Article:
Hoopla and A Three Ring Circus
Three months later, several things occurred and my life became something I could not begin to understand. Much of it remains a blur, so I will try to hit the highlights as they come to mind.
-While at work, I received a notification from Paper Mache Press that the Anthology, in the form of the set of tape cassettes, had been nominated for a Grammy Award in The Spoken Word Category. It was up against two other audio books, one of which had been authored by Hilary Clinton, the first lady of the land. Whew! That was nice, but stiff competition.
-The phone rang at the bookstore. It was a local newspaper wanting to set up an interview with me, immediately.
-My sister was scheduled to have a very delicate surgery done on her back, at a hospital in Milwaukee.
-The poetry anthology for the poetry group had also been published and a reception set up for a week after the Grammy Awards telecast.
-A television station called and informed me that they intended to be at my home for an interview that evening. I informed the woman that my home was off limits and if she really wanted an interview, she’d have to make it at the bookstore.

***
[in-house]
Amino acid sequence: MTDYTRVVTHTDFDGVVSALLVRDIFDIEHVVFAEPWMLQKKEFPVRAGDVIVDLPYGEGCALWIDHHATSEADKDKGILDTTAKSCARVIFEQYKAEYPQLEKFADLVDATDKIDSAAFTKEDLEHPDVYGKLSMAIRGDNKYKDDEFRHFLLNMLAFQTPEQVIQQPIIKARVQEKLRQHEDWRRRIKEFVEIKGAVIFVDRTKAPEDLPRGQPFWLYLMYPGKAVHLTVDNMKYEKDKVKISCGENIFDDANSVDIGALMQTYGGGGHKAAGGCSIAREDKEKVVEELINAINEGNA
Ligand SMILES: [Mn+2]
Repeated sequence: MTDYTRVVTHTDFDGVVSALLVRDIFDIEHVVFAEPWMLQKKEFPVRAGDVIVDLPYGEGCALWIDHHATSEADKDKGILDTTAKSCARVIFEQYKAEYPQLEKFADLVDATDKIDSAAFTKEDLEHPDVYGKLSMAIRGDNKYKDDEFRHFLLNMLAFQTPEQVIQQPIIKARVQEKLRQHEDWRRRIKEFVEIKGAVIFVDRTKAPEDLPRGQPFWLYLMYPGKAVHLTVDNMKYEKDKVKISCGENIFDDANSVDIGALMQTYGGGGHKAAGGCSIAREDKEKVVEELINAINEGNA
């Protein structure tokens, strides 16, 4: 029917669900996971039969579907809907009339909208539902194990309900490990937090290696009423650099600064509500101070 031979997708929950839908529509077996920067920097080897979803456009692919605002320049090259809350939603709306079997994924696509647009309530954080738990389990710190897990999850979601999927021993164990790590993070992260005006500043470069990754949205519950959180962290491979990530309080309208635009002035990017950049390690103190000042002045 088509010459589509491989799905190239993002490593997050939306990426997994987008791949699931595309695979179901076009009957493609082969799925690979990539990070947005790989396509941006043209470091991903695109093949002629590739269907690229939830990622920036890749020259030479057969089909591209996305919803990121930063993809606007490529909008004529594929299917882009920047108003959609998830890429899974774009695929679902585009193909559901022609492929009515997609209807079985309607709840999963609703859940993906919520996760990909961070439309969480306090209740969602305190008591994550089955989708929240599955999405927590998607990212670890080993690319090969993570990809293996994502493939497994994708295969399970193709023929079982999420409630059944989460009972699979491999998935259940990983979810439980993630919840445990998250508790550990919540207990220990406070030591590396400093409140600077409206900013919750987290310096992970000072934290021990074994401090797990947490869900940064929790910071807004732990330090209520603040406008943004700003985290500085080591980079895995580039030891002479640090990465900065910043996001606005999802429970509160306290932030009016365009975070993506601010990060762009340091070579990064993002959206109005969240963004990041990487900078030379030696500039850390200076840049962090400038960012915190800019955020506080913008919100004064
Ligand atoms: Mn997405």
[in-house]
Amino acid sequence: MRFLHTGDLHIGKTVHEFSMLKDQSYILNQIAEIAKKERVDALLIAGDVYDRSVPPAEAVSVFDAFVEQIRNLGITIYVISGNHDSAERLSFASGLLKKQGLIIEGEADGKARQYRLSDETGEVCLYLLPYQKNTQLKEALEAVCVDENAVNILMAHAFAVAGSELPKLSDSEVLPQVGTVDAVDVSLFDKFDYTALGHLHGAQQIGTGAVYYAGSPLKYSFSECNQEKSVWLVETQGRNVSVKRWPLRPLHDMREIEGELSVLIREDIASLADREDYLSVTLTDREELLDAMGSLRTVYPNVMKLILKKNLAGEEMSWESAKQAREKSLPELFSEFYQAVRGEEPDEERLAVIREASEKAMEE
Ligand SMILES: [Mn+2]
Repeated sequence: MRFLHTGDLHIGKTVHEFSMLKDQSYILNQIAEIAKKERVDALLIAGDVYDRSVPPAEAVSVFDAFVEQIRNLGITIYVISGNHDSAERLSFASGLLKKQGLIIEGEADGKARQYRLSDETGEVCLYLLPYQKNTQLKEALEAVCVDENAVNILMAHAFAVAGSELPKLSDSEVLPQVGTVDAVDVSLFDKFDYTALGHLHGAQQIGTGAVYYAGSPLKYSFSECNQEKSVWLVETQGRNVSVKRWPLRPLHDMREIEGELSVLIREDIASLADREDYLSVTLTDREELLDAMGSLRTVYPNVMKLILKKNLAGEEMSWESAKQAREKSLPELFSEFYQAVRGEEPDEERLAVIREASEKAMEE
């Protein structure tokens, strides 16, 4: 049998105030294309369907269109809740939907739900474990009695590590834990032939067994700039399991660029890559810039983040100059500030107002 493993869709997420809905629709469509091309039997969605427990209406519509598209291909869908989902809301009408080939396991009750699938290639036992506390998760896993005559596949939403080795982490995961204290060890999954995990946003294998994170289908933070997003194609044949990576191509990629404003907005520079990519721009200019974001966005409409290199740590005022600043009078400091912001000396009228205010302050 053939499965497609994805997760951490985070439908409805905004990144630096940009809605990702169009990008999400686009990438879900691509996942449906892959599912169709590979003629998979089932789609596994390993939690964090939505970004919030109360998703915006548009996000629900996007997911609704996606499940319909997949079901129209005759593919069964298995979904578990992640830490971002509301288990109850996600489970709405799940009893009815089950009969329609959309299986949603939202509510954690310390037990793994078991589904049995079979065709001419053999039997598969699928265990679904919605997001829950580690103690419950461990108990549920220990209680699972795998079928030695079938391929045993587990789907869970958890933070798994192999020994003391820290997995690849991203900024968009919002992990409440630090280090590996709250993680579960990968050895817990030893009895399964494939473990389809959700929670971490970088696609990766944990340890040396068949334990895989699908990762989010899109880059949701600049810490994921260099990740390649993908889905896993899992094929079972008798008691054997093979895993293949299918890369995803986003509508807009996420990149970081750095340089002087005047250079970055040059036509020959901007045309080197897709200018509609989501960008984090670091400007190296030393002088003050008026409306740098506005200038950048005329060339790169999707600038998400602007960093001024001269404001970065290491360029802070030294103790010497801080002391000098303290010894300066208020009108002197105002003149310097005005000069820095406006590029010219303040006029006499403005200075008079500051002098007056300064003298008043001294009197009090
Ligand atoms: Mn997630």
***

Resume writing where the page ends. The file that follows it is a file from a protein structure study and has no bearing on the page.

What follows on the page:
-I had two newspaper interviews, and two radio interviews within the coming days.
-One television interviewer called and demanded an immediate interview. I told her that I wasn’t available because I was on my way to Milwaukee to visit my sister in the hospital. The woman told me she’d meet me there and she’d set up something in a conference room. I refused her idea and she had to settle for an interview in the bookstore a few days later.
-My boss, who had congratulated me on my poem, suddenly demanded that I organize and plan a book signing reception, in my honor, as soon as possible. I told him it wasn’t going to happen anytime soon.
-A Milwaukee based radio station called and asked for a phone interview to be broadcast on a very popular talk show. I agreed and when the time came, picked up the phone and was greeted by a rather abrasive voice, already on the air, “Well, Elizabeth, where the hell did you come from, and how does a grandmother from nowhere get nominated for a Grammy Award?”